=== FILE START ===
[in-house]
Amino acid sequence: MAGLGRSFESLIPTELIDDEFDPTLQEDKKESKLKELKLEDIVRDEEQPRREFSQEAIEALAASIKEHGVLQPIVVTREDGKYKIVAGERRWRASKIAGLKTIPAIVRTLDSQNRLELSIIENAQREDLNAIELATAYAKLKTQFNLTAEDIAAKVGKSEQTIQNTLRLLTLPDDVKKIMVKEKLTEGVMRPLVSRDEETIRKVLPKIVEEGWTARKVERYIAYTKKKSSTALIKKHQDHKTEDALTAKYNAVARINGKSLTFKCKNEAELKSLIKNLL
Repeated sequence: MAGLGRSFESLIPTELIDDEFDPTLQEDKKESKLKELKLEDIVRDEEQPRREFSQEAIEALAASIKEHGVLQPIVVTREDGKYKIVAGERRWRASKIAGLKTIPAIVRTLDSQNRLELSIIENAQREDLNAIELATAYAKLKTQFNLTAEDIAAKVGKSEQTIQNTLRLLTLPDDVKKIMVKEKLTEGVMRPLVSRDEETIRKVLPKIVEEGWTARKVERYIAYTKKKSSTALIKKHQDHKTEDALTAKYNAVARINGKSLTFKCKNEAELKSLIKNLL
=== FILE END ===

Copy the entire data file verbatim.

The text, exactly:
[in-house]
Amino acid sequence: MAGLGRSFESLIPTELIDDEFDPTLQEDKKESKLKELKLEDIVRDEEQPRREFSQEAIEALAASIKEHGVLQPIVVTREDGKYKIVAGERRWRASKIAGLKTIPAIVRTLDSQNRLELSIIENAQREDLNAIELATAYAKLKTQFNLTAEDIAAKVGKSEQTIQNTLRLLTLPDDVKKIMVKEKLTEGVMRPLVSRDEETIRKVLPKIVEEGWTARKVERYIAYTKKKSSTALIKKHQDHKTEDALTAKYNAVARINGKSLTFKCKNEAELKSLIKNLL
Repeated sequence: MAGLGRSFESLIPTELIDDEFDPTLQEDKKESKLKELKLEDIVRDEEQPRREFSQEAIEALAASIKEHGVLQPIVVTREDGKYKIVAGERRWRASKIAGLKTIPAIVRTLDSQNRLELSIIENAQREDLNAIELATAYAKLKTQFNLTAEDIAAKVGKSEQTIQNTLRLLTLPDDVKKIMVKEKLTEGVMRPLVSRDEETIRKVLPKIVEEGWTARKVERYIAYTKKKSSTALIKKHQDHKTEDALTAKYNAVARINGKSLTFKCKNEAELKSLIKNLL